If you have a new garden, if you want to re-do your garden or if you’re starting from scratch the best thing to do is draw up a plan. What do you want your garden to look like when you’re done? Do you want big items like trees in there or will it be an annual bed? Most will go with a combination of the two so they have something pretty to look at all year round, evergreens keep their colour all year, some perennials bloom in the fall after the annuals have been pulled, etc.

It may be intimidating to go into a nursery because you may get waylaid looking at all the beautiful plants and end up with nothing that you went in for. Best to arm yourself with a list. Take along your garden plan to remind yourself what will go where and once you see all the plants together you can make your final choices. Remember to keep tall things to the back so you can still see the short things and don’t crowd the garden, everything will grow bigger year after year.

Planting Summer Bulbs

Make sure you will plant the bulbs in the best area in your garden. Make sure you will be planting the bulbs in areas that have the ideal conditions. This is especially true for perennial bulbs or the ones that hardy in your zone. For instance, many of the tropical summer bulbs thrive only in really warm, sun-bathed sites. Other species, such as canna or elephant ear, flourish better in moist areas and will even grow in shallow standing water. There are also some summer bulbs that won’t grow when planted in clay soil.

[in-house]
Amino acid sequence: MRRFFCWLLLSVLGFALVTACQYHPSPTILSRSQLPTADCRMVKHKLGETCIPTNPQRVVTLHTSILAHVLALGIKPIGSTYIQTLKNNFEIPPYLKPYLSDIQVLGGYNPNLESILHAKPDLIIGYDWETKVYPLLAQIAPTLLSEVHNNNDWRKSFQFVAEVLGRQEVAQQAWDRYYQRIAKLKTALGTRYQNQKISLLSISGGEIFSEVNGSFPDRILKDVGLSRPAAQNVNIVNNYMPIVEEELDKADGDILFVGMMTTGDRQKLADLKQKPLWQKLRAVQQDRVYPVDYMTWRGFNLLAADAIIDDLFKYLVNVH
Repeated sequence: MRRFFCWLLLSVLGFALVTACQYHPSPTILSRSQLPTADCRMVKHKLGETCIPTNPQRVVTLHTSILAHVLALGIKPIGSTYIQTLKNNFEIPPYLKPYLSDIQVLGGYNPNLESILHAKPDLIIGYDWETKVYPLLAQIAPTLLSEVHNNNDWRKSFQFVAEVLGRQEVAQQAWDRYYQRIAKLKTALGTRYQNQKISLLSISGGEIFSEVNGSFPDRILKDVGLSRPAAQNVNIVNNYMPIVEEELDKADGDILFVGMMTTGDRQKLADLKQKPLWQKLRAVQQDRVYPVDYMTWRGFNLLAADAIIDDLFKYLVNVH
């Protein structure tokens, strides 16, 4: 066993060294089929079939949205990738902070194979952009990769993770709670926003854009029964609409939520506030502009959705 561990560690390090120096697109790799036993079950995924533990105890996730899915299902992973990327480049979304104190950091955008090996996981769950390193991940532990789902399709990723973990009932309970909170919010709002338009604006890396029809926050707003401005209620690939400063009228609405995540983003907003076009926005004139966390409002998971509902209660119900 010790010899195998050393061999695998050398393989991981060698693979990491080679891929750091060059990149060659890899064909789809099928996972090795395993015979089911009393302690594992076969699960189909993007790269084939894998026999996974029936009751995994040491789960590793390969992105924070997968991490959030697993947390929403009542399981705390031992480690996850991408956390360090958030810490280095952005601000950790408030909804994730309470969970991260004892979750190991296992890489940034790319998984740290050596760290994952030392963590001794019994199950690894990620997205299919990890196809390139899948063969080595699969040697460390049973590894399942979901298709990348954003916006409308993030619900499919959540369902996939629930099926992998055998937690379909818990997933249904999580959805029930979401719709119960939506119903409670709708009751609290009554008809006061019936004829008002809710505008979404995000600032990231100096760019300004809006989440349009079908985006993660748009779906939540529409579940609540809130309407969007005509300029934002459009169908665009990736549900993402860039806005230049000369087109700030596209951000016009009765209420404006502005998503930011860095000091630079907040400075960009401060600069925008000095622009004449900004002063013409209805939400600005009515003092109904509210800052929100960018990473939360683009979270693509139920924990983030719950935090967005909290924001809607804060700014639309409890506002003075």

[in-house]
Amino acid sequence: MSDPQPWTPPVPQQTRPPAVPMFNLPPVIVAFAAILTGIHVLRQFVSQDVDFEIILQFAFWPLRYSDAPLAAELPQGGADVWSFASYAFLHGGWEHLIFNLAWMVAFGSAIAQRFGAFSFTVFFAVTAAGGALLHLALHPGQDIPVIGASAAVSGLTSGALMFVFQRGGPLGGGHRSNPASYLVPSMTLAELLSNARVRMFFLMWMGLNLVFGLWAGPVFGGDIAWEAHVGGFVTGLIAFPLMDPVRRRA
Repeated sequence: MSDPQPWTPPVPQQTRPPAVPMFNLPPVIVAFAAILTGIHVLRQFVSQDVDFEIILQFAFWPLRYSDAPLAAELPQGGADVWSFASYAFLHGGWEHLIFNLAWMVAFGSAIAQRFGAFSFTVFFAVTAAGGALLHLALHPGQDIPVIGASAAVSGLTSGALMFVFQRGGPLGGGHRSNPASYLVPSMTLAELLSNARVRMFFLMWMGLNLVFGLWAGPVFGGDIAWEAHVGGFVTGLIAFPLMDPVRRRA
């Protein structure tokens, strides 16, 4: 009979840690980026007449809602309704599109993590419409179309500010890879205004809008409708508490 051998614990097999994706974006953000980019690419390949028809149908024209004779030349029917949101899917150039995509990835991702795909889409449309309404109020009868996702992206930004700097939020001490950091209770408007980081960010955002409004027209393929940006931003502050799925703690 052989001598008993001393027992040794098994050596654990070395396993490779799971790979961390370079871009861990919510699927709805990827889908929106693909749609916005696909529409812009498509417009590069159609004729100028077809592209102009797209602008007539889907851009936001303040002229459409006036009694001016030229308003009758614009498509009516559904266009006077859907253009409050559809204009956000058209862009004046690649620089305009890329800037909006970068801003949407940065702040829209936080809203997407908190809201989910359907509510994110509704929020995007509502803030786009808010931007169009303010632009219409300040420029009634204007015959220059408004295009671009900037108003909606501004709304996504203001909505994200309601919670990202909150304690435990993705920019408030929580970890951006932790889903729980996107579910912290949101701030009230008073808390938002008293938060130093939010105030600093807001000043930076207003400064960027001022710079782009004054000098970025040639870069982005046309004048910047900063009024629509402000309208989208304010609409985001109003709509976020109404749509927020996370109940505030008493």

Never plant summer bulbs into the garden soil until it has warmed adequately. If you live in a cold area, start planting only when the spring air temperature is warm enough since summer bulbs planted in cold soil tends to rot easily. You can consider using black nursery pots to absorb the sun’s heat and warm soil if you can’t wait to start planting. However, don’t transplant the bulbs into the garden beds until you’re sure the soil is warm enough.

Always plant bulbs right side up. The roots should always be on the bottom of the planting hole. Although it can be tricky to tell which end is up for some bulbs, it is important to do this. One tip you can follow to determine which part is the bottom is to look for the part where there are roots attach to the bulb – this is the bottom part. Although plants can recover if you tuck bulbs into the soil upside down, you’ll still have better results if you get things right at the start.